MCALLEN, Texas – South Texas College President Ricardo J. Solis says the traditional ways of learning in higher education are no longer relevant to the workplace.

At a ribbon-cutting ceremony held to celebrate a new industry-recognized customs specialist course, Solis said four-year degree programs are no longer the best way to meet the needs of industry. Rather, he said, the trade school approach and industry-recognized certificates are more becoming more important. 

“As I mentioned earlier, higher education is evolving. I alluded to… it is broken. And we have to change it to more relevancy,” Solis said.

Solis said revamping the way higher education is provided was already underway before the coronavirus pandemic hit. Now, he said, the need to change is even more obvious.

“We definitely know that we have to get more precise in bringing opportunities to not only the high school students but even the present adults, your 30- to 50- to 60-year olds that need that change and need that connectivity to industry.”

The ribbon-cutting ceremony was held to celebrate a partnership between STC, the National Educational Institute at the National Customs Brokers & Forwarders Association of America  and the Mid-Valley Customs Brokers Association. The partnership will see a new course being offered at STC’s technology campus in south McAllen – an industry-recognized course to train students for a career in customs brokerage.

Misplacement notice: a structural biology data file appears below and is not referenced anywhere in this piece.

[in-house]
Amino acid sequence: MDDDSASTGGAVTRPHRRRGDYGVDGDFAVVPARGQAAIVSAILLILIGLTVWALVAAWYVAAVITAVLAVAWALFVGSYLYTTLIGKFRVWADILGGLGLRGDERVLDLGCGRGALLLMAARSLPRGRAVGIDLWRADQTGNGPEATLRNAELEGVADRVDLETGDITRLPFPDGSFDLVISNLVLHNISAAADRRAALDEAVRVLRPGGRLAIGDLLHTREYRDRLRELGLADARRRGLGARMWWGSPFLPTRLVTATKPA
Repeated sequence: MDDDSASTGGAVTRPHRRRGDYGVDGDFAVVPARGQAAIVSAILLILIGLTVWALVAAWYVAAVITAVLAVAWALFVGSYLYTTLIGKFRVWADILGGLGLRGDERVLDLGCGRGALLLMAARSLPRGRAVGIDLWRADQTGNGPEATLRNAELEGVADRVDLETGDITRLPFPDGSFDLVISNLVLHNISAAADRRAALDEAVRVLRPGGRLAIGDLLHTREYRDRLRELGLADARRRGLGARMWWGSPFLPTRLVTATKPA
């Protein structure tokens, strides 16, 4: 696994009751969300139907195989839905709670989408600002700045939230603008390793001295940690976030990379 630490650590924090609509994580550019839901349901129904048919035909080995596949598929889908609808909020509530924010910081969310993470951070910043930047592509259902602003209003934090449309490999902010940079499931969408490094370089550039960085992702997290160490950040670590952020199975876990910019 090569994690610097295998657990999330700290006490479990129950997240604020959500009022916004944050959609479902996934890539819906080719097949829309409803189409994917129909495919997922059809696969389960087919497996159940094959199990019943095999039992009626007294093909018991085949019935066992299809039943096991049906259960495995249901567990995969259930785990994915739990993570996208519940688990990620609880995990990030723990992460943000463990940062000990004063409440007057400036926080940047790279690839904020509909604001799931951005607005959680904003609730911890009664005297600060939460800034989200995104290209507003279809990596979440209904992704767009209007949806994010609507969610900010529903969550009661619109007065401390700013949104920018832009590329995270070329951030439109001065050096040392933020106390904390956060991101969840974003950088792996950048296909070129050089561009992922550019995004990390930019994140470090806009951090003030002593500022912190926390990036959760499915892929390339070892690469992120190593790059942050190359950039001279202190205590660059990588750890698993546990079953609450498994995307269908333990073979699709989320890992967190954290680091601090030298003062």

Solis said he knows from personal experience that industry-recognized certificates are the way to go. 

“Customs specialist? This definitely resonates to me. I remember back in 1985 when I wasted three years going to a top graduate school in California,” Solis said.

“When I finished and started working at the Port of Brownsville I realized how much I did not know.”

Solis said that once in the workforce he took a six-month course to learn more about the customs industry. He said he learned more about transportation, logistics, the identification of products, the way trade is conducted in different countries, and rules of origin by going on such a course. 

“The traditional route is not the way to go. We have better, more relevant avenues and models,” he said.


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